This country-specific Q&A provides an overview to private equity laws and regulations that may occur in United Kingdom.
This Q&A is part of the global guide to Private Equity. For a full list of jurisdictional Q&As visit http://www.inhouselawyer.co.uk/practice-areas/private-equity/
What proportion of transactions have involved a financial sponsor as a buyer or seller in the jurisdiction over the last 24 months?
There’s been a strong and consistent deal flow in the past few years involving financial sponsors. Based on BVCA data (the UK’s private equity industry the value of private equity investments annually since 2016 has consistently remained between £21.5 and £22.5 billion.
What are the main differences in M&A transaction terms between acquiring a business from a trade seller and financial sponsor backed company in your jurisdiction?
Financial sponsors need to achieve a clean exit which allows them to upstream a clearly defined amount of proceeds from the transaction to their investors. The clean exit approach is important for both the purchase price mechanics and the warranty and indemnity coverage given by sellers. Most exits from financial sponsors are structured on a ‘locked-box’ basis with an effective date prior to signing and no purchase price adjustments or earn-out mechanisms. Also, in most sponsor deals, the buyer receives very limited fundamental warranties (i.e. authority, capacity and title) with the optionality for the buyer to take out a W&I insurance for operating warranties (which is often provided as a stapled product in auction processes (i.e. procured by the seller and paid for and incepted by the purchaser).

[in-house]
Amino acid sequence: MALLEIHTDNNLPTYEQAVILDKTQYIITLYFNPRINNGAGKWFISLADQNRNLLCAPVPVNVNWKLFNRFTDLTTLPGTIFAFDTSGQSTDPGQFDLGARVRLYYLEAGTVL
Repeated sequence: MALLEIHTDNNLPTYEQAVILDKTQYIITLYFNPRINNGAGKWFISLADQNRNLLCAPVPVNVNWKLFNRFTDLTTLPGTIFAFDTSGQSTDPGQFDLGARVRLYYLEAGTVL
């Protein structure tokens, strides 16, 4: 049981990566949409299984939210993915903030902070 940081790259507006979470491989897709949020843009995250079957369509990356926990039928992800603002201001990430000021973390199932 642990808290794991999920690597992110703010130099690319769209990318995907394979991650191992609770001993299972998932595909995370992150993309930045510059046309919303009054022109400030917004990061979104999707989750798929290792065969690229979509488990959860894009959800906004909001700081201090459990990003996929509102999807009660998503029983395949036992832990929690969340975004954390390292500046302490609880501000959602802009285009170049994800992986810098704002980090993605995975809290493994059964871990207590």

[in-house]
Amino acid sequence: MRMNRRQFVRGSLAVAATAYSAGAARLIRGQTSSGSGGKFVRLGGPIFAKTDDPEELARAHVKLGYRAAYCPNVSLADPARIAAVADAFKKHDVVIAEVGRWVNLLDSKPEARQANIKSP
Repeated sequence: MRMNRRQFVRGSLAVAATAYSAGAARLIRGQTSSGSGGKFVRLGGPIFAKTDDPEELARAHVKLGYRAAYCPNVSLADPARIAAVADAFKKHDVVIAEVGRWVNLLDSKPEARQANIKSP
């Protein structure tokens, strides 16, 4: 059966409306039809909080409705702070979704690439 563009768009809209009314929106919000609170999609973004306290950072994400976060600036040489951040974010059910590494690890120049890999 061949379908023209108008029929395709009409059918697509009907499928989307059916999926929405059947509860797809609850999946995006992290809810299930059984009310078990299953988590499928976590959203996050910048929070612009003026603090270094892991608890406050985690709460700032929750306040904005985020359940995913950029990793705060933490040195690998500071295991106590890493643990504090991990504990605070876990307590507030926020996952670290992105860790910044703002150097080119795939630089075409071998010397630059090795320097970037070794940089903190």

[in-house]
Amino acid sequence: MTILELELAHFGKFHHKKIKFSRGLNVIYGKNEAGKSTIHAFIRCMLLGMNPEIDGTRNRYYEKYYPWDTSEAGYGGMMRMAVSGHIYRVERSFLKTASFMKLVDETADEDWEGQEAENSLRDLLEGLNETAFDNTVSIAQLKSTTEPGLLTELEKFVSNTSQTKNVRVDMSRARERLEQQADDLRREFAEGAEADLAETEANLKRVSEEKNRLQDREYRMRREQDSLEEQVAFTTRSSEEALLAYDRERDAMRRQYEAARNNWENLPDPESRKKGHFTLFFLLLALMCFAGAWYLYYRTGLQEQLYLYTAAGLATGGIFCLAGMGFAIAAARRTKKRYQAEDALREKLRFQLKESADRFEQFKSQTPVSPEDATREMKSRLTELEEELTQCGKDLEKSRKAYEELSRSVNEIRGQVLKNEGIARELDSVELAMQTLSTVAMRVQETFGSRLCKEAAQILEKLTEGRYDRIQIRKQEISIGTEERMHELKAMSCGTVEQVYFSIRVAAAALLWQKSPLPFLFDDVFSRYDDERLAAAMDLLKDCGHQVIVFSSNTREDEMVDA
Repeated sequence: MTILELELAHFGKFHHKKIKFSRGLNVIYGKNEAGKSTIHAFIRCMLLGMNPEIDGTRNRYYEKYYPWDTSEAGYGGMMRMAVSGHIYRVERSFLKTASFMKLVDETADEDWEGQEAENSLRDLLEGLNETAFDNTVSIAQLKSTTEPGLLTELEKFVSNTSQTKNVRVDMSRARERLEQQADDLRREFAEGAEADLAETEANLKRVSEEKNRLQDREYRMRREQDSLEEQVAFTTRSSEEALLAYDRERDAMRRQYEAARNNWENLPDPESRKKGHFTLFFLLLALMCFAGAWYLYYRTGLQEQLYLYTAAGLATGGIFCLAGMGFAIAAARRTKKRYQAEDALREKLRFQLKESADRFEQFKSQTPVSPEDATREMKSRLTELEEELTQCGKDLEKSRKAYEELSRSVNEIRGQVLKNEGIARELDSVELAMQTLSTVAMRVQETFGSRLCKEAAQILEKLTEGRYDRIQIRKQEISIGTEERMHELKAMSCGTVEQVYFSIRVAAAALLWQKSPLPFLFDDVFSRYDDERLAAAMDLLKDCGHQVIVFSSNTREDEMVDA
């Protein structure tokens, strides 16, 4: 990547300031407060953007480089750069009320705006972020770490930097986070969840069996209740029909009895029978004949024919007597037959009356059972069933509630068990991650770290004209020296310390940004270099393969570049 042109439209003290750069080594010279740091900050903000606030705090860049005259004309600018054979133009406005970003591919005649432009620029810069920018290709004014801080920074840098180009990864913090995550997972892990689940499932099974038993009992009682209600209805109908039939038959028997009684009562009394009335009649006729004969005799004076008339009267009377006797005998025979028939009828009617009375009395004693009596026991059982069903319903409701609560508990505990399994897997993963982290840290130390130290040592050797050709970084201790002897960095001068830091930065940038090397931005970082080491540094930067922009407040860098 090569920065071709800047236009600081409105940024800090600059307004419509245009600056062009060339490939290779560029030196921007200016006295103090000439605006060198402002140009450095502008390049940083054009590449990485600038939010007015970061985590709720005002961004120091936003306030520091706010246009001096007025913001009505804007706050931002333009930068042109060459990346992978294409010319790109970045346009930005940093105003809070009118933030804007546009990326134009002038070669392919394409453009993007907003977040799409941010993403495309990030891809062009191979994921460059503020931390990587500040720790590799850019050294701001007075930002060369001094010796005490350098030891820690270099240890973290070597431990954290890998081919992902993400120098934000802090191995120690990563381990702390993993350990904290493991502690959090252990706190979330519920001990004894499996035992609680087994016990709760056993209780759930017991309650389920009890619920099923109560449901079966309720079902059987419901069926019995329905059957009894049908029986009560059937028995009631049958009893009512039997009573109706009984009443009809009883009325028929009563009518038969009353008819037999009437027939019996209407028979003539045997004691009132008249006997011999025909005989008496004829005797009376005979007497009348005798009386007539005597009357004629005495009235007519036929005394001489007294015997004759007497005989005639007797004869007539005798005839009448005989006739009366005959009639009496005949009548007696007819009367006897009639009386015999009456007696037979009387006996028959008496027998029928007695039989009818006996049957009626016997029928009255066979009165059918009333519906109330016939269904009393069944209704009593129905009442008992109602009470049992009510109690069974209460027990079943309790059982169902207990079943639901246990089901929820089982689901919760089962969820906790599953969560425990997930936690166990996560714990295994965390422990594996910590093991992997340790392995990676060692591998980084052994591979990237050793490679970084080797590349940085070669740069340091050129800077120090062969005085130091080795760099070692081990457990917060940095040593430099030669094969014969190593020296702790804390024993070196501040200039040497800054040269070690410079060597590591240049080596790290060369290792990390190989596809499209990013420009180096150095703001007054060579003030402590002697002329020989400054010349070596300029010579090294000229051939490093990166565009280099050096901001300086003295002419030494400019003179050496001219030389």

We hardly see any forms of indemnity being offered unless there is a tax indemnity the sole recourse for which is against a W&I insurance policy.
The time limitations for all other claims are very short.
On an acquisition of shares, what is the process for effecting the transfer of the shares and are transfer taxes payable?
For all English companies, the process for effecting the transfer of the shares requires the transfer of legal title to the shares and , if the transfer value is in excess of £1,000, the payment of a stamp duty transfer tax by or on behalf of the purchaser to the UK tax authority (which is currently a rate of 0.5% of the price paid for the shares).